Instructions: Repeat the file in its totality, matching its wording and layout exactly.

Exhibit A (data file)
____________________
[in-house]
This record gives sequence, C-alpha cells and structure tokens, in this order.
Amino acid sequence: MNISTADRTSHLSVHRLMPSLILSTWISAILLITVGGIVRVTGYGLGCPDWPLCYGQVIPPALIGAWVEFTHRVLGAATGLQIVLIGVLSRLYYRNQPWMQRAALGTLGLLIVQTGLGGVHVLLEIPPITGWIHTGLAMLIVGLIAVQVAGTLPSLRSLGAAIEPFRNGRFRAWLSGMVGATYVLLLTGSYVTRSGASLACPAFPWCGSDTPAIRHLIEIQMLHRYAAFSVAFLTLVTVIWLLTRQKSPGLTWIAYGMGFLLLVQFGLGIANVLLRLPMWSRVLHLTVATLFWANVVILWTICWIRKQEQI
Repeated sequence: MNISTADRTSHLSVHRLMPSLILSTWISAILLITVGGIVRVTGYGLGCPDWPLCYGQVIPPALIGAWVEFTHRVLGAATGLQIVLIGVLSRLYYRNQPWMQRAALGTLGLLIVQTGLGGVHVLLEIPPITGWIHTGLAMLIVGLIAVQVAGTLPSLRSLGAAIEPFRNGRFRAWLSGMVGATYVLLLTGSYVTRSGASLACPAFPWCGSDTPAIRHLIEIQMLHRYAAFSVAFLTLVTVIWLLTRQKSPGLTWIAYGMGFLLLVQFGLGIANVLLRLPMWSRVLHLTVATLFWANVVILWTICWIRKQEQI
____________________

[in-house]
This record gives sequence, C-alpha cells and structure tokens, in this order.
Amino acid sequence: MNISTADRTSHLSVHRLMPSLILSTWISAILLITVGGIVRVTGYGLGCPDWPLCYGQVIPPALIGAWVEFTHRVLGAATGLQIVLIGVLSRLYYRNQPWMQRAALGTLGLLIVQTGLGGVHVLLEIPPITGWIHTGLAMLIVGLIAVQVAGTLPSLRSLGAAIEPFRNGRFRAWLSGMVGATYVLLLTGSYVTRSGASLACPAFPWCGSDTPAIRHLIEIQMLHRYAAFSVAFLTLVTVIWLLTRQKSPGLTWIAYGMGFLLLVQFGLGIANVLLRLPMWSRVLHLTVATLFWANVVILWTICWIRKQEQI
Repeated sequence: MNISTADRTSHLSVHRLMPSLILSTWISAILLITVGGIVRVTGYGLGCPDWPLCYGQVIPPALIGAWVEFTHRVLGAATGLQIVLIGVLSRLYYRNQPWMQRAALGTLGLLIVQTGLGGVHVLLEIPPITGWIHTGLAMLIVGLIAVQVAGTLPSLRSLGAAIEPFRNGRFRAWLSGMVGATYVLLLTGSYVTRSGASLACPAFPWCGSDTPAIRHLIEIQMLHRYAAFSVAFLTLVTVIWLLTRQKSPGLTWIAYGMGFLLLVQFGLGIANVLLRLPMWSRVLHLTVATLFWANVVILWTICWIRKQEQI